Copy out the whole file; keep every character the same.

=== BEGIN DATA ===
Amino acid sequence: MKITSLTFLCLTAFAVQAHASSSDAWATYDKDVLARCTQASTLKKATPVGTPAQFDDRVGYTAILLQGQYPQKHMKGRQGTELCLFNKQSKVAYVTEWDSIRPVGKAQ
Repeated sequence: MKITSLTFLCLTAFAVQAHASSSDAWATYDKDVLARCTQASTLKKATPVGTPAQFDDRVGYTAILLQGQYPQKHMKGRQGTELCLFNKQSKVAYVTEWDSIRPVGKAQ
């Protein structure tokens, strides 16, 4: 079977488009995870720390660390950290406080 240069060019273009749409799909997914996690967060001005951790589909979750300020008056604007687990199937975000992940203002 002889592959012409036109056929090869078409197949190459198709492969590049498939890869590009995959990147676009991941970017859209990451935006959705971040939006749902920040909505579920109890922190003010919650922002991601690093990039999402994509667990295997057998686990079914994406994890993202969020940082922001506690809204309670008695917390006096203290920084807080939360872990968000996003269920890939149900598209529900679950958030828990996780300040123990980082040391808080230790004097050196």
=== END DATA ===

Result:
Amino acid sequence: MKITSLTFLCLTAFAVQAHASSSDAWATYDKDVLARCTQASTLKKATPVGTPAQFDDRVGYTAILLQGQYPQKHMKGRQGTELCLFNKQSKVAYVTEWDSIRPVGKAQ
Repeated sequence: MKITSLTFLCLTAFAVQAHASSSDAWATYDKDVLARCTQASTLKKATPVGTPAQFDDRVGYTAILLQGQYPQKHMKGRQGTELCLFNKQSKVAYVTEWDSIRPVGKAQ
């Protein structure tokens, strides 16, 4: 079977488009995870720390660390950290406080 240069060019273009749409799909997914996690967060001005951790589909979750300020008056604007687990199937975000992940203002 002889592959012409036109056929090869078409197949190459198709492969590049498939890869590009995959990147676009991941970017859209990451935006959705971040939006749902920040909505579920109890922190003010919650922002991601690093990039999402994509667990295997057998686990079914994406994890993202969020940082922001506690809204309670008695917390006096203290920084807080939360872990968000996003269920890939149900598209529900679950958030828990996780300040123990980082040391808080230790004097050196």